How much is this energy bill really going to cost you?

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But there’s little doubt this ambitious initiative will be the costliest to consumers of the many energy laws Springfield has enacted over the last 25 years if it reaches the finish line later this week. Unlike some past efforts, which made utilities and their holding companies wealthier but managed at the same time to keep electric bill increases in the low single digits, this one will result in noticeably higher utility costs for average consumers.

By 2024, after expiration of Commonwealth Edison’s formula-rate system, the average household in northern Illinois will pay about $7.75 more per month for electricity just from the bill’s effects—a 9% increase over today, according to Crain’s analysis.

The typical single-family household (average residential usage in ComEd’s territory is skewed lower than other places, due to the large number of apartments) would pay an extra $10.40 per month by 2024. (AARP’s analysis examined the effect on single-family households and looked ahead 10 years. Many of the new annual charges will last 10 years.)

The measure, aimed at eliminating carbon emissions from Illinois’ power production by 2045, looks to achieve that by charging ratepayers more to preserve existing nuclear plants in danger of closing ($140 million a year on average for five years for ComEd customers) and finance more solar and wind power ($275 million a year statewide) while also requiring all coal- and natural gas-fired plants to close over time.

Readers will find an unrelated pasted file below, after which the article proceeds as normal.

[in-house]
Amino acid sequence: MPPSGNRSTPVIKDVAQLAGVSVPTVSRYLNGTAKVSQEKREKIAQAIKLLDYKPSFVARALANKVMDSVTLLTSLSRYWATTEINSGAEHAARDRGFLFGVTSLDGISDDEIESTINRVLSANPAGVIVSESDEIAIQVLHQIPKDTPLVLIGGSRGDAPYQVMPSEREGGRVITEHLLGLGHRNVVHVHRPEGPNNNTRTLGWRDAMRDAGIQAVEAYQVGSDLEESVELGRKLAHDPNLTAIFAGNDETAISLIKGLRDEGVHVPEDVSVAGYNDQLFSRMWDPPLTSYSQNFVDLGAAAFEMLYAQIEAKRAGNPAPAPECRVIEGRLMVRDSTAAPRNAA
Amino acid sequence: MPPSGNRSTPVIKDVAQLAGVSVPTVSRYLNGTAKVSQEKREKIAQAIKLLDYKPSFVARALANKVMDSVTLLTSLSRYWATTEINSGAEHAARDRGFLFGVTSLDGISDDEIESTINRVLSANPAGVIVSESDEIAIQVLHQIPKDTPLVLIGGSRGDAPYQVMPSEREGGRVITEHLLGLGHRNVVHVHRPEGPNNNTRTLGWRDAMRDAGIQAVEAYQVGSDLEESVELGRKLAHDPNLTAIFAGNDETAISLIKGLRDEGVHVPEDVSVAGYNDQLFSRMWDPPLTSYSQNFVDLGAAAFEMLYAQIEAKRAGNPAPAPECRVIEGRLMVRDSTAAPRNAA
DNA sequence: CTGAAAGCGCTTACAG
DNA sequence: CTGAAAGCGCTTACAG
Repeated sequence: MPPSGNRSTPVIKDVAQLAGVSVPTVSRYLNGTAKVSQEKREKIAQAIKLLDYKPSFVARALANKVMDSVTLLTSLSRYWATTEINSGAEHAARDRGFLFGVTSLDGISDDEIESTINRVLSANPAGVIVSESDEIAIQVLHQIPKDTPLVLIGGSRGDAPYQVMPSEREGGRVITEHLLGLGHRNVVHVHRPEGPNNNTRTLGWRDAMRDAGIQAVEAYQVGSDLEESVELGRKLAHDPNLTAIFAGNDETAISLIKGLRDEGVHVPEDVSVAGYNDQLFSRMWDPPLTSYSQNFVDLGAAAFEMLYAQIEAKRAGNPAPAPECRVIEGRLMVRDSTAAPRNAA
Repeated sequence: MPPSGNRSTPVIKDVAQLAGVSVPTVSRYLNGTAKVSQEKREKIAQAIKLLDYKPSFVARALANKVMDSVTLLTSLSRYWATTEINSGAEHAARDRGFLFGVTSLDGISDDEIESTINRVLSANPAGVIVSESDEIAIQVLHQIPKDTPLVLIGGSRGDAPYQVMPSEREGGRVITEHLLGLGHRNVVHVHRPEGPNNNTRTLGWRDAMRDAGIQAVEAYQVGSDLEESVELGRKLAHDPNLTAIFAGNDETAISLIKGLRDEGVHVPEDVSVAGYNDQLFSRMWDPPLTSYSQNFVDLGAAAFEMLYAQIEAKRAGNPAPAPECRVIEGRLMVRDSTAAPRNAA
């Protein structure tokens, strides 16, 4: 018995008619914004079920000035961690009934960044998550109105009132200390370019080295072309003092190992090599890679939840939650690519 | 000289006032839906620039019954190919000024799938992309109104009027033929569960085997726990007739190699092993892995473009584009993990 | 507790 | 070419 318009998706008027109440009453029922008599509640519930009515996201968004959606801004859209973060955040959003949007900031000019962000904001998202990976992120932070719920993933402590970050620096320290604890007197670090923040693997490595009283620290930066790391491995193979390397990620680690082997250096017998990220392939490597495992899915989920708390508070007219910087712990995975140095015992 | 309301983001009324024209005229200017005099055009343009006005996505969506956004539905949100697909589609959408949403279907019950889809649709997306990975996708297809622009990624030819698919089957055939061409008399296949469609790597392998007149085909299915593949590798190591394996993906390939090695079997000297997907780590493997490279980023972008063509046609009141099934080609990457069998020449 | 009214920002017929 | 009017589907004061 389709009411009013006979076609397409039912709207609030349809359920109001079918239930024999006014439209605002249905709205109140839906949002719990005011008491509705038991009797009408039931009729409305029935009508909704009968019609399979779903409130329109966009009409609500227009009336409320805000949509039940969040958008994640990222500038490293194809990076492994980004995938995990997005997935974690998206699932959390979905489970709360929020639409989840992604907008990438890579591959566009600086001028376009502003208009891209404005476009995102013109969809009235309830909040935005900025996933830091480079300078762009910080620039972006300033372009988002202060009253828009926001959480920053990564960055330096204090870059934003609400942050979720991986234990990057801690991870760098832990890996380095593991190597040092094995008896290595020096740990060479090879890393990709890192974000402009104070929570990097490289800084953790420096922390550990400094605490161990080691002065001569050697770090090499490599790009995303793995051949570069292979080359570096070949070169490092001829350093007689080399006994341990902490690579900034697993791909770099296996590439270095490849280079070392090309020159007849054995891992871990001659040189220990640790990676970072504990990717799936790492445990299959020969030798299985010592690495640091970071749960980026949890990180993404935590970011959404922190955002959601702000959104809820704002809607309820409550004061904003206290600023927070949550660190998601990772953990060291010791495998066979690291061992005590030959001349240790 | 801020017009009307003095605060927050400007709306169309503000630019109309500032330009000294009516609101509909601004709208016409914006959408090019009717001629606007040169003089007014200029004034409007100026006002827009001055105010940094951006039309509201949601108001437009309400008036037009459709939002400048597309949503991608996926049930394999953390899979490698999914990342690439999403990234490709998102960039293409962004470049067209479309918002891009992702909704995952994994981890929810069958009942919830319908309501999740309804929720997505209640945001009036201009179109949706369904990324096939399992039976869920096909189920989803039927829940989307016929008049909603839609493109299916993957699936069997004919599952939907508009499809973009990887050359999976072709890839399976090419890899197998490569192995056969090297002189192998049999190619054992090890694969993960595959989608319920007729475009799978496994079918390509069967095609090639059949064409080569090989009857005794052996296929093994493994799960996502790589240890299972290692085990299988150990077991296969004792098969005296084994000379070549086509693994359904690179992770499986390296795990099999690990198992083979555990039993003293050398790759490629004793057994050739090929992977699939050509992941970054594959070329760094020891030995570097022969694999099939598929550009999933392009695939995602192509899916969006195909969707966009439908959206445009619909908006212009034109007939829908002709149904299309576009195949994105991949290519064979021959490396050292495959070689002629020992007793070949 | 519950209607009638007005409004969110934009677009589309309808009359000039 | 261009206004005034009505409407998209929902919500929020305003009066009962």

Ratepayers also get charged more for a program to convert existing coal-plant sites downstate to solar fields ($47 million a year statewide) and to finance programs to transition communities and workers dependent on fossil fuel jobs to other industries ($180 million a year statewide).

Already enacted earlier this year is a law that charges each consumer—no matter how much or how little power they consume—a flat fee to pay for increased financial assistance to low-income households. Those fees ratchet up from 48 cents a month in 2022 to 96 cents in 2025, where they cap out.

Ratepayers also will shell out more than they do now for Commonwealth Edison’s energy-efficiency programs. First enacted in the 2016 Future Energy Jobs Act, the efficiency program currently hikes ComEd rates by $50 million a year and is a major profit center for the utility. The bill would increase that by 50% to $75 million.

All those new charges will amount to close to $5 more on the average monthly household electric bill and $6.57 for the typical single-family household.

Where things get more subject to interpretation is what will happen to the ordinary delivery rates ComEd charges. A 2011 law—which ComEd last year admitted to hatching an elaborate bribery scheme to help pass—allowed the utility to change its rates each year via a formula over which state regulators had little say.

Outraged by the bribery admission, Pritzker and many lawmakers vowed to end formula rate-setting. The bill doesn’t do that, but it does allow formula rates to expire after next year, as current law provides.

In their place, ComEd would be allowed to petition the Illinois Commerce Commission for a five-year rate plan encompassing planned capital spending and setting rates accordingly.